The effect of introducing primary nursing in hospital wards was examined. The intervention represents changing the work environment, and is thus environmental management. No intervention was given on control wards. The stress related measurement used was a translated version of the Maslach Burnout Inventory.37 Analysis of the results showed stable stress level at pre- and post-treatment in both treatment and control groups. Analysis was done with subscales only, and results of total score were not provided. It was reported that there was imitation of the intervention by the control group due to an information leakage. It is therefore impossible to draw conclusions.

Summary of results

Among the response support interventions, one approach focusing on cognitive techniques was determined to be effective, although evidence was weak; three approaches on exercise, music, and relaxation training were potentially effective; one approach of social support education is questioned but possibly effective; and two are impossible to draw conclusions after the critical appraisals. One auxiliary study on cognitive education and role playing allowed no conclusion. One study focusing on environmental change (introducing different nursing method) provided no evidence of effectiveness (non-significant results), although findings tended to favour the intervention and so the study is classified as possibly effective. With regard to the auxiliary studies, one approach of changing nursing method (environmental change) is potentially effective and one further study allows no conclusion to be drawn.

In line with the bipartite categorisation described above, it seems that there is more evidence for the effectiveness of personal support than environmental management for reducing workplace stress in the nursing profession. However, it is not possible at this stage to determine what kind of approach is more effective, because the number of studies is too small to compare different approaches.


Methodological weakness of identified studies

Sample size was on the whole small with no power analysis presented. In most reports, it is ambiguous whether statistical non-significance was due to type II error or a real phenomenon. Also, sample attrition was often high and rarely considered in analysis.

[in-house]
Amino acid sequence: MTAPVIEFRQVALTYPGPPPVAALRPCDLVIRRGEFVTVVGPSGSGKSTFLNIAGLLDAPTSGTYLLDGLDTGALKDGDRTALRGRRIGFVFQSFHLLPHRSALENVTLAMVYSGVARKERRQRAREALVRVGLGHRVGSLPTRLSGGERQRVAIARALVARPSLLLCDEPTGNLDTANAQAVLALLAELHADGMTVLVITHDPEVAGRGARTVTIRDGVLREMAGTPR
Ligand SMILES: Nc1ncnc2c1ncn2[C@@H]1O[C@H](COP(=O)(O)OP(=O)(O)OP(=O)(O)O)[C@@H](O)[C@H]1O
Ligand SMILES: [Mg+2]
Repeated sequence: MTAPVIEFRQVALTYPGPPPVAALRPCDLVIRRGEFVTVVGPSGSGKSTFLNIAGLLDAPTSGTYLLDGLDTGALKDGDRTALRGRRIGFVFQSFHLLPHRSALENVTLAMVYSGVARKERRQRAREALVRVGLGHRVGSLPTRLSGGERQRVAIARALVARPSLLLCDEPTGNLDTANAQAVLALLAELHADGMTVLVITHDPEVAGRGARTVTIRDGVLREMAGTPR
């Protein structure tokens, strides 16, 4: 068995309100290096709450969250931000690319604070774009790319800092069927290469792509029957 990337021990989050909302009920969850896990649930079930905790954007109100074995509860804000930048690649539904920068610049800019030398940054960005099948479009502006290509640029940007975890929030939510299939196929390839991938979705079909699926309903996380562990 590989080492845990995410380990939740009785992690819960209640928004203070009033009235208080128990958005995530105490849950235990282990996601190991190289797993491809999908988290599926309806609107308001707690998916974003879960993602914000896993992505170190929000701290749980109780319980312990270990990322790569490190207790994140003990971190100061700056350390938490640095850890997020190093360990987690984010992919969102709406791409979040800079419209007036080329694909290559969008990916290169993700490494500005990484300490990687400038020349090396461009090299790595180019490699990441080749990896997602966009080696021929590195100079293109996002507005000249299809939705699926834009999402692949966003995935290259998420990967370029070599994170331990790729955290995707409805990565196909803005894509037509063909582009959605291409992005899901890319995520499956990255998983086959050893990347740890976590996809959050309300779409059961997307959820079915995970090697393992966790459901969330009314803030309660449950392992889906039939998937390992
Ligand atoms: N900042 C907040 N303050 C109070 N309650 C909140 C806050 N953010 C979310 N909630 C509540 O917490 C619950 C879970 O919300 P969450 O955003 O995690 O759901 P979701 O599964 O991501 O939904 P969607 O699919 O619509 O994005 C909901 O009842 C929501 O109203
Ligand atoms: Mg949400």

Selecting an appropriate placebo is a major issue for research in this area in particular. Feeling stress is a quite subjective phenomenon and it cannot be assumed that a placebo is neutral. Listening to music or receiving supportive sessions may reasonably have either positive or negative impacts on stress as interventions in themselves. A placebo intervention, therefore, must be chosen with careful consideration, and ideally the influences of the placebo intervention on stress should be already clear. Five investigations in this review used a placebo intervention, yet they did not clarify its influences on stress level. In one study23 the placebo intervention appeared to be an active and effective stress reducing intervention. This is a serious problem in disentangling placebo effect, hawthorn effect, maturation, etc, and it remains unclear whether the results of some studies here were due to genuine effects of the treatment intervention or not.

Many studies used within group and subscale analysis to draw conclusions. Such analyses may be useful for exploratory examination, but are not superior to between group and total score analysis. The statistical procedures used seem appropriate in all studies and those results were presented in detail, but actual differences in stress levels were not exhibited in some reports. More importantly, no article discussed clinical significance of the changes in stress level, simply concentrating on statistical significance. It may be difficult to judge the clinical significance of changes on a stress scale, but some index such as normative scores should be referred to, or the issue should be mentioned.

Few programmes studied here were based on a clearly defined model of stress. Consequently, current stress management programmes seem to be a sort of guesswork. It is certain that the various theories of stress offer frameworks that can be used to categorise components and goals of intervention and that categorisation and description of interventions should not be regarded as non-problematic. Conceptual clarity in future research would help to identify which aspects of the stress mechanism the programme is designed to affect.

Implications for practice and future research

It is not possible to recommend any particular approach for practical implementation because the number of studies is too small to determine it. However, there is more evidence for the effectiveness of personnel support than environmental management. Moreover all programmes reviewed here appeared at least not harmful. Further research is definitely needed, specifically RCTs or PCSs with rigour. This review strongly suggests the need for experimental research on stress management programmes which overcome the limitations pointed out in the critical appraisals and methodological weakness.

Nursing research has emphasised the utility of a multidimensional format for stress management, accounting for the multidimensional nature of the stress response.38 The multifaceted nature of stress makes it unlikely that a single approach would provide optimal stress management in the workplace. However, the effects of beneficial components might be diluted by useless components when a multicomponent programme is tested.15 Although complex interactions in multifaceted interventions may be a necessary component, unless the interaction is clarified it would seem that small scale research is more likely to contribute to knowledge if it examines single component interventions or programmes where the interaction of components is clearly planned and described.